Raw materials in the 2016 scrap were worth an estimated 55 billion euros, including metals such as gold, silver, copper, platinum and palladium
Electronic waste rose to a record 45 million tons worldwide in 2016, squandering valuable metals such as gold and copper since few trashed televisions, cellphones or other products get recycled, a UN-backed study showed on Wednesday.
Rising incomes and falling prices for everything from solar panels to fridges drove up the amount of e-waste – defined as anything with a plug or a battery – by 8% from 41 million tons in the last assessment for 2014, it said.
The weight of e-waste in 2016 was equivalent to about 4,500 Eiffel Towers, according the joint study by the UN University, the International Telecommunication Union, and the International Solid Waste Association.
Raw materials in the 2016 scrap were worth an estimated 55 billion euros, including metals such as gold, silver, copper, platinum and palladium, it said.
Yet only 8.9 million tons were documented to have been collected and recycled in 2016. Most e-waste ended as rubbish in landfills even though recycling would make economic sense in most cases.
“What is still shocking … is that only 20% is going in the official collection and recycling schemes,” Ruediger Kuehr, head of the UN University’s Sustainable Cycles Programme, told Reuters.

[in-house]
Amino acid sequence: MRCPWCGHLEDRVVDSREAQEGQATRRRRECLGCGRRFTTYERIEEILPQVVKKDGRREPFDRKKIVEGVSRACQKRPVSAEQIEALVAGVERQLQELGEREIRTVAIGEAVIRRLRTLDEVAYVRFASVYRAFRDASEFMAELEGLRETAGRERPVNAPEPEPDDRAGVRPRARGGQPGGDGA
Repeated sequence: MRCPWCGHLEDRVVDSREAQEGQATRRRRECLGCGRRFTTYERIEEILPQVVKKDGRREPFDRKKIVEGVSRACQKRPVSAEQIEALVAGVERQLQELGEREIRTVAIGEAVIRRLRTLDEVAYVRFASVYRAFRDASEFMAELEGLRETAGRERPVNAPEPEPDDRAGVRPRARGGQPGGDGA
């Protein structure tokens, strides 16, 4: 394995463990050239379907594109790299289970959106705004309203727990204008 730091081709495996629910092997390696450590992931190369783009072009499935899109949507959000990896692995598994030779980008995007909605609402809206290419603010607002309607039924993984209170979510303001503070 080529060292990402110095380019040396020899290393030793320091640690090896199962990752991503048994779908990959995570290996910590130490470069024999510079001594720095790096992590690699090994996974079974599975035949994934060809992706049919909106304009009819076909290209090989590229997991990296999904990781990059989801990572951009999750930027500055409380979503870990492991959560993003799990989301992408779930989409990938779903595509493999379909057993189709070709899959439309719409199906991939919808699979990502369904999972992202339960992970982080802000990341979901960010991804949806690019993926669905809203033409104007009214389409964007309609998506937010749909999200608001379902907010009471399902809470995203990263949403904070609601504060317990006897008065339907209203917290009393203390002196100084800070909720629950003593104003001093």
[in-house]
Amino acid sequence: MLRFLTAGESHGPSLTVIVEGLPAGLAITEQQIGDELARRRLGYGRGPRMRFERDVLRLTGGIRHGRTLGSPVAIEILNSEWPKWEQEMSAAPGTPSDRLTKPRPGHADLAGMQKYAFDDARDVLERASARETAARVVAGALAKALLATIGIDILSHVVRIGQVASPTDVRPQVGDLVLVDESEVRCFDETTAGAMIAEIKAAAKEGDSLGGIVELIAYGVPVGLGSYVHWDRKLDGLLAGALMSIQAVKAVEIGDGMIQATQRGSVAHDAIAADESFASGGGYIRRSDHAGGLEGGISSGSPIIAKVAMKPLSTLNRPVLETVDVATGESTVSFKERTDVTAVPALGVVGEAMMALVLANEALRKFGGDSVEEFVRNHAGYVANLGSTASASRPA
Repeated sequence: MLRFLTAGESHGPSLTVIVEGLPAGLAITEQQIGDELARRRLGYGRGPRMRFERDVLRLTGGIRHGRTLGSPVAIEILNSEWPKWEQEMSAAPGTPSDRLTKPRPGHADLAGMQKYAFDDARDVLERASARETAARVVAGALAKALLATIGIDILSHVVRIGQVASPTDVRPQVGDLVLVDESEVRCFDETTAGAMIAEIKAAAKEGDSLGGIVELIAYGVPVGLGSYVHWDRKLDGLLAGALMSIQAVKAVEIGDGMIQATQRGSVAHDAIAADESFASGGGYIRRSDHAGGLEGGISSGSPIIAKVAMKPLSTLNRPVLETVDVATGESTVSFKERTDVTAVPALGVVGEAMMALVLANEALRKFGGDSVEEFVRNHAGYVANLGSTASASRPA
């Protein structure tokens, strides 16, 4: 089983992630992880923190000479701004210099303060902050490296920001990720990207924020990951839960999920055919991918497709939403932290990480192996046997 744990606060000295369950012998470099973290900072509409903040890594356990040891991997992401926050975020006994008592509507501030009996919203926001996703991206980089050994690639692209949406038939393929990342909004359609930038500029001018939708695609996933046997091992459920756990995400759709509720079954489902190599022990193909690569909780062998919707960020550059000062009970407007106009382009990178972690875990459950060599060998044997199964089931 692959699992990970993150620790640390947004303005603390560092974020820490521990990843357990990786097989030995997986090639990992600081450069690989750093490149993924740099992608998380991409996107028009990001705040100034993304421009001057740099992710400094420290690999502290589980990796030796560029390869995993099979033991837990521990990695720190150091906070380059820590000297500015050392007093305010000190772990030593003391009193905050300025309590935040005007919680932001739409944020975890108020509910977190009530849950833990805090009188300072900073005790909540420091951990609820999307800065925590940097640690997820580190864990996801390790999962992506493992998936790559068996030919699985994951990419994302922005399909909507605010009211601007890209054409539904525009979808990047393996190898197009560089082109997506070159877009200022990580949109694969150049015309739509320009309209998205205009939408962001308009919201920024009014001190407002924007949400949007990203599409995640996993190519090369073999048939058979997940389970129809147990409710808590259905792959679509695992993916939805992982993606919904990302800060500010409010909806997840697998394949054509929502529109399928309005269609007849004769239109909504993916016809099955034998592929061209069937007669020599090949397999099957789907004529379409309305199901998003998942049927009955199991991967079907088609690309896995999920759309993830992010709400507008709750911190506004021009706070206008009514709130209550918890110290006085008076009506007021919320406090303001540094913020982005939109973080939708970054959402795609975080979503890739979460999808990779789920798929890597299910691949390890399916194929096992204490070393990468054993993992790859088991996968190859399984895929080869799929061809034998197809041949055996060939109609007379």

Overall, e-waste was projected to climb to 52.2 million tons in 2021, the study said. China was the biggest source of the scrap with 7.2 million tons in 2016, ahead of the United States.
The report said many people junked gadgets, often to buy an upgraded model or because repairs of anything from a toaster to a smartphone were more expensive than buying a replacement.
“There has been much debate and criticism of the growing ‘throwaway society’, characterized by consumerism and the trend to throw away and buy something new rather than keep and repair,” the report said.
Kuehr said the low rates of e-waste collection and recycling were a surprise when 67 nations covering two-thirds of the world population had legislation about processing e-waste.
Australia, New Zealand generated the highest amounts of e-waste per inhabitant at 17.3 kilos each, for instance, but only 6% were formally collected and recycled.
Europe had the highest collection rates, at 35%.
Kuehr urged Christmas shoppers to take account of recycling when choosing gifts. “In Christmas shopping more and more equipment comes with a plug or battery … facilitating the increase of the e-waste mountain,” he said.